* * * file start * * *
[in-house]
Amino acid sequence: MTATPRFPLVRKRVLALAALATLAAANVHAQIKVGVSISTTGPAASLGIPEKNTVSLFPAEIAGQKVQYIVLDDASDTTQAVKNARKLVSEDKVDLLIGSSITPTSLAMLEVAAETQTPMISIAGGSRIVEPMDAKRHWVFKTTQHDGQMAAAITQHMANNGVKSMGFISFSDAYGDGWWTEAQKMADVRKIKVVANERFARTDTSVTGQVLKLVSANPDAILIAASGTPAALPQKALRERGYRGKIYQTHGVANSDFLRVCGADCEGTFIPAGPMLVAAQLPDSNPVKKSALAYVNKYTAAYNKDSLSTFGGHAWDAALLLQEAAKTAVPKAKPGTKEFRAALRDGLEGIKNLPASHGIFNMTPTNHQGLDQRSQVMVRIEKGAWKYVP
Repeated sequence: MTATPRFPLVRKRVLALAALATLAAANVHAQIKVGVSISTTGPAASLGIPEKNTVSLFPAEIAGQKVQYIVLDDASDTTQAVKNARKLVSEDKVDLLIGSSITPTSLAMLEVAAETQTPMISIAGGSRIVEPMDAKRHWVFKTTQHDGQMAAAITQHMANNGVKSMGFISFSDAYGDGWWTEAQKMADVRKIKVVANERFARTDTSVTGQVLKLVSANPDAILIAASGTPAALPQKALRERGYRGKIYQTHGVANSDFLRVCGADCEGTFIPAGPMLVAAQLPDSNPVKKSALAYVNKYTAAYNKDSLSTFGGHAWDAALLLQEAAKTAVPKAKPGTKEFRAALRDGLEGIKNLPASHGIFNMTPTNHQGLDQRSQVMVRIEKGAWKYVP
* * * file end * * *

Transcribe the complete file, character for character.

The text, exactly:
[in-house]
Amino acid sequence: MTATPRFPLVRKRVLALAALATLAAANVHAQIKVGVSISTTGPAASLGIPEKNTVSLFPAEIAGQKVQYIVLDDASDTTQAVKNARKLVSEDKVDLLIGSSITPTSLAMLEVAAETQTPMISIAGGSRIVEPMDAKRHWVFKTTQHDGQMAAAITQHMANNGVKSMGFISFSDAYGDGWWTEAQKMADVRKIKVVANERFARTDTSVTGQVLKLVSANPDAILIAASGTPAALPQKALRERGYRGKIYQTHGVANSDFLRVCGADCEGTFIPAGPMLVAAQLPDSNPVKKSALAYVNKYTAAYNKDSLSTFGGHAWDAALLLQEAAKTAVPKAKPGTKEFRAALRDGLEGIKNLPASHGIFNMTPTNHQGLDQRSQVMVRIEKGAWKYVP
Repeated sequence: MTATPRFPLVRKRVLALAALATLAAANVHAQIKVGVSISTTGPAASLGIPEKNTVSLFPAEIAGQKVQYIVLDDASDTTQAVKNARKLVSEDKVDLLIGSSITPTSLAMLEVAAETQTPMISIAGGSRIVEPMDAKRHWVFKTTQHDGQMAAAITQHMANNGVKSMGFISFSDAYGDGWWTEAQKMADVRKIKVVANERFARTDTSVTGQVLKLVSANPDAILIAASGTPAALPQKALRERGYRGKIYQTHGVANSDFLRVCGADCEGTFIPAGPMLVAAQLPDSNPVKKSALAYVNKYTAAYNKDSLSTFGGHAWDAALLLQEAAKTAVPKAKPGTKEFRAALRDGLEGIKNLPASHGIFNMTPTNHQGLDQRSQVMVRIEKGAWKYVP